MOUNT LAUREL, N.J. /New York Netwire/ — The Beyond Diversity Resource Center announces publication of a supplement to its book on racial dialogue in America, “The Anti-Racist Cookbook” (ISBN: 978-0971901766). The introduction to the supplement states, “Today, people of color have less to fear from the overt actions of a Ku-Klux-Klan lynch mob than from the implicit bias of a gun-carrying member of a neighborhood watch. Yet, the result may be the same.”

“After George Zimmerman was found not guilty of manslaughter charges in the killing of Trayvon Martin, President Obama asked Americans to have thoughtful conversations about race and its impact on our lives,” noted Robin Parker, the executive director of the Beyond Diversity Resource Center.

“In response, the Center thought it was important to offer supplemental questions to our 2005 publication, ‘The Anti-Racist Cookbook: A Recipe Guide for Conversations about Race That Goes beyond Covered Dishes and Kum-Bah-Ya.’ The questions in the Supplement focus on implicit bias and personal safety, two areas where racial dialogue is especially needed,” adds Parker.

In 2005, the Center published “The Anti-Racist Cookbook” to inspire ordinary people in their communities to have conversations about race in America.

But Parker says conversations about race may be even more necessary now than they were when the book was published: “We’ve made progress on race, but racial issues still fester today. From Imus’ shocking comment about the Rutgers women’s basketball team to Riley Cooper’s and Michael Richards’ use of the N-word, we seem to be experiencing a time when individuals feel justified in making negative racial comments and blaming any damage those comments cause on people who are ‘too sensitive’ or who ‘take the comments the wrong way.'”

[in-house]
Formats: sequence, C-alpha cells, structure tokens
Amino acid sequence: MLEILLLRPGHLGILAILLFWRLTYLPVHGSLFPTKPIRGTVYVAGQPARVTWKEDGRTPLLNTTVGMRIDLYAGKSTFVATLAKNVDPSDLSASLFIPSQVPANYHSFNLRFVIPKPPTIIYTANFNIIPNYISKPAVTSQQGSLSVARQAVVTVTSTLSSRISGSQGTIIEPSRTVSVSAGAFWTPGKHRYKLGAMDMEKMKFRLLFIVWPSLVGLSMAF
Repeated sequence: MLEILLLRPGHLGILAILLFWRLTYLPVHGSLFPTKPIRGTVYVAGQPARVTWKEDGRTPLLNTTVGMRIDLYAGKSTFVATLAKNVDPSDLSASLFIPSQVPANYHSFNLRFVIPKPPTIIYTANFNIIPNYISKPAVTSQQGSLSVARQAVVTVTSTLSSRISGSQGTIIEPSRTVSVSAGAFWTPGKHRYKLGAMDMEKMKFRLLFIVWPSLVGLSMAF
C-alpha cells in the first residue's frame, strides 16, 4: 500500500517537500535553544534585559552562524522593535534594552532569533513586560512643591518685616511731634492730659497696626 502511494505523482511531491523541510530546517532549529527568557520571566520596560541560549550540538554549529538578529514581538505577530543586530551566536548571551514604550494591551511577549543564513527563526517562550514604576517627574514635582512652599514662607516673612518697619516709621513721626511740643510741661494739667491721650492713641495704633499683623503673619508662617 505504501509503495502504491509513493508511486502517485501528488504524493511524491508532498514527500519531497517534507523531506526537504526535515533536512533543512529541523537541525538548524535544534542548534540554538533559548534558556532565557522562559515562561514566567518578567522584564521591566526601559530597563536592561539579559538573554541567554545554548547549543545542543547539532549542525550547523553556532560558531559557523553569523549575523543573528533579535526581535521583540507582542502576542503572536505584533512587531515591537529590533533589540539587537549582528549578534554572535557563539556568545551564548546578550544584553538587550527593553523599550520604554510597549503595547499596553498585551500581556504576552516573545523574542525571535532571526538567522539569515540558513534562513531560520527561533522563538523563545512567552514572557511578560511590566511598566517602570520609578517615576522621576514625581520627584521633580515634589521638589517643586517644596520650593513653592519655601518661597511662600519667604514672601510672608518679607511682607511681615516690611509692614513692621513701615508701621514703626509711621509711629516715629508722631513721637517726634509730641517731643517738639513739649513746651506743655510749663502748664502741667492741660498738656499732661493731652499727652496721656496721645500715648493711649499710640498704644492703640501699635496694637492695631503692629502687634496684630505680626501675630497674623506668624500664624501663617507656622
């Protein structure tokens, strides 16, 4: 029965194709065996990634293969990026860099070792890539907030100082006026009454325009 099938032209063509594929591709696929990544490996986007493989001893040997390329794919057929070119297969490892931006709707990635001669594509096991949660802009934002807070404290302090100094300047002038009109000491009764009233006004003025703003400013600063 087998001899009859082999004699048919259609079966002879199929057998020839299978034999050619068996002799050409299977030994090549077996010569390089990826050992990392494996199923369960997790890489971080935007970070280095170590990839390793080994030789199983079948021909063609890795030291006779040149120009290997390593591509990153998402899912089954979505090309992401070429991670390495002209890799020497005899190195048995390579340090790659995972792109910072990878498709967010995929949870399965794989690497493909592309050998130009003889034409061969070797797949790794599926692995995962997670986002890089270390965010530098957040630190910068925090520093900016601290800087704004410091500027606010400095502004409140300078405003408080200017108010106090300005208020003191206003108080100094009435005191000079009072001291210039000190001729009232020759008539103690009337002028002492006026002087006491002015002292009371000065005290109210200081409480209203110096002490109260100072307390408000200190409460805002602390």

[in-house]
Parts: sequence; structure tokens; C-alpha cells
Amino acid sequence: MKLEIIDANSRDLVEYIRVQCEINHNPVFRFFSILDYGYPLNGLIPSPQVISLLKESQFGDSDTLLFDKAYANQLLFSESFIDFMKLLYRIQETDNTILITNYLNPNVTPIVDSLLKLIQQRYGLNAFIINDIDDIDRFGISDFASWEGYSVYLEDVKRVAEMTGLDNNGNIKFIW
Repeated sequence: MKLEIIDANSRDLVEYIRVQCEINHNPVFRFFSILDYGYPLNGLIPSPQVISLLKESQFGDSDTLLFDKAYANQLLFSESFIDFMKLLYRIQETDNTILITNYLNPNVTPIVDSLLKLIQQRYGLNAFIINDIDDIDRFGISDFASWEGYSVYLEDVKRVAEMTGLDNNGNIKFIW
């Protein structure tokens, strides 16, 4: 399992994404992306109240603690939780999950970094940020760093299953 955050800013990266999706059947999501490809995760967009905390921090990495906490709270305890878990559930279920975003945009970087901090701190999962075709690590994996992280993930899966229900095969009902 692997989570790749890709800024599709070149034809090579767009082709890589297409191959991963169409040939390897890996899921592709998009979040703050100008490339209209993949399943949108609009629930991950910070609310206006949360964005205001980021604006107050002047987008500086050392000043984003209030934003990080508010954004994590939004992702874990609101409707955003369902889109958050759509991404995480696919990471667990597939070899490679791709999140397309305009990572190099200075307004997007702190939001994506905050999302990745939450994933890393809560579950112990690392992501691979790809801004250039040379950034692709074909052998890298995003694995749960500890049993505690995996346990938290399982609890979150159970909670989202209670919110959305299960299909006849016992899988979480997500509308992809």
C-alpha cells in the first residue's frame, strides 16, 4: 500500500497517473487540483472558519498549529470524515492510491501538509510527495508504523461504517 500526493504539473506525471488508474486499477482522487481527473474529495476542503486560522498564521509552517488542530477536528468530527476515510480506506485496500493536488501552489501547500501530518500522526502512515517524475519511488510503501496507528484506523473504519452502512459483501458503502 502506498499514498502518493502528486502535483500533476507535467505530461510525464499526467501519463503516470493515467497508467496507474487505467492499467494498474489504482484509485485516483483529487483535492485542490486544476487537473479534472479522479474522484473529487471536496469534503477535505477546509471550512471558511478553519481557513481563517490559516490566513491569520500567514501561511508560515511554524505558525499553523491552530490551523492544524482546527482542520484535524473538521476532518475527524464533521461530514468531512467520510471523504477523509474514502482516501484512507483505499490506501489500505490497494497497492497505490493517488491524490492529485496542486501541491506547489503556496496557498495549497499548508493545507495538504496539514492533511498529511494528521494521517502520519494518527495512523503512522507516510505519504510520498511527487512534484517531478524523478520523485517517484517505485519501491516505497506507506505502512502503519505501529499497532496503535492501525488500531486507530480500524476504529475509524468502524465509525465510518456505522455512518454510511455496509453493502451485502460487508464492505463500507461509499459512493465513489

According to Parker, these acts are examples of what happens when implicit bias-the unconscious bias people have-comes to the surface, often at times of anger, frustration and fear. Implicit bias, if unaddressed, can be as damaging as overt acts of racism.

“We saw implicit bias played out when the ‘dangerous-young-black-man-wearing-a-hoodie’ stereotype came to national attention after the shooting of Trayvon Martin,” Parker remarked. “Studies like the Harvard’s ‘Project Implicit’ show that Americans have implicit biases against blacks and other marginalized groups. Because the Trayvon Martin incident shows how implicit bias can have fatal consequences, many people of color-especially young people of color-feel unsafe. We need to have dialogue among ordinary people to begin to heal these problems.”

The 2013 Supplement asks questions about current racial issues that include: (1) how people can address their own racial biases, (2) what organizations can do to combat implicit bias, (3) whether people feel safe in light of recent racial incidents, and (4) how we should craft solutions for racial healing. The supplement is now available to people who order “The Anti-Racist Cookbook” from the publisher, Crandall, Dostie & Douglass Books.

To order “The Anti-Racist Cookbook” with the 2013 Supplement, visit or call (908) 241-5439.

About The Beyond Diversity Resource Center:

The Beyond Diversity Resource Center is a 501(c)3 nonprofit organization that works to build a society that sincerely honors individuals because of their cultural differences. The Center provides comprehensive training and education for those who work together to improve the quality of interactions among persons who are different from one another. More information: .

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